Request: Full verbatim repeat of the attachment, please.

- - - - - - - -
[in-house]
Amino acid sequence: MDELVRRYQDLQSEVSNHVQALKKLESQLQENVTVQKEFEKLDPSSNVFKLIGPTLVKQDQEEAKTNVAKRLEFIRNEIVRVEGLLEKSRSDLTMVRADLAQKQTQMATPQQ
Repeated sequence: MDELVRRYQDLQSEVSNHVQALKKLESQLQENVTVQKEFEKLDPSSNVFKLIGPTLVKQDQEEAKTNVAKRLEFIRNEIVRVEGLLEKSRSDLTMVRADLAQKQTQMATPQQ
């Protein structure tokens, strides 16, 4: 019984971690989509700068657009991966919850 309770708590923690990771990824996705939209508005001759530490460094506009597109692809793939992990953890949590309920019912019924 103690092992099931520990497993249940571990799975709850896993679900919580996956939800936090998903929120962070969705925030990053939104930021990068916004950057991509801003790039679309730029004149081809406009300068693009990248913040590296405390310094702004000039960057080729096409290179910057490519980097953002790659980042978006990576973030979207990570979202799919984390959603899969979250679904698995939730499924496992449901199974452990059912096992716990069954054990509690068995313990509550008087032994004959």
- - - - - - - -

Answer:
[in-house]
Amino acid sequence: MDELVRRYQDLQSEVSNHVQALKKLESQLQENVTVQKEFEKLDPSSNVFKLIGPTLVKQDQEEAKTNVAKRLEFIRNEIVRVEGLLEKSRSDLTMVRADLAQKQTQMATPQQ
Repeated sequence: MDELVRRYQDLQSEVSNHVQALKKLESQLQENVTVQKEFEKLDPSSNVFKLIGPTLVKQDQEEAKTNVAKRLEFIRNEIVRVEGLLEKSRSDLTMVRADLAQKQTQMATPQQ
């Protein structure tokens, strides 16, 4: 019984971690989509700068657009991966919850 309770708590923690990771990824996705939209508005001759530490460094506009597109692809793939992990953890949590309920019912019924 103690092992099931520990497993249940571990799975709850896993679900919580996956939800936090998903929120962070969705925030990053939104930021990068916004950057991509801003790039679309730029004149081809406009300068693009990248913040590296405390310094702004000039960057080729096409290179910057490519980097953002790659980042978006990576973030979207990570979202799919984390959603899969979250679904698995939730499924496992449901199974452990059912096992716990069954054990509690068995313990509550008087032994004959």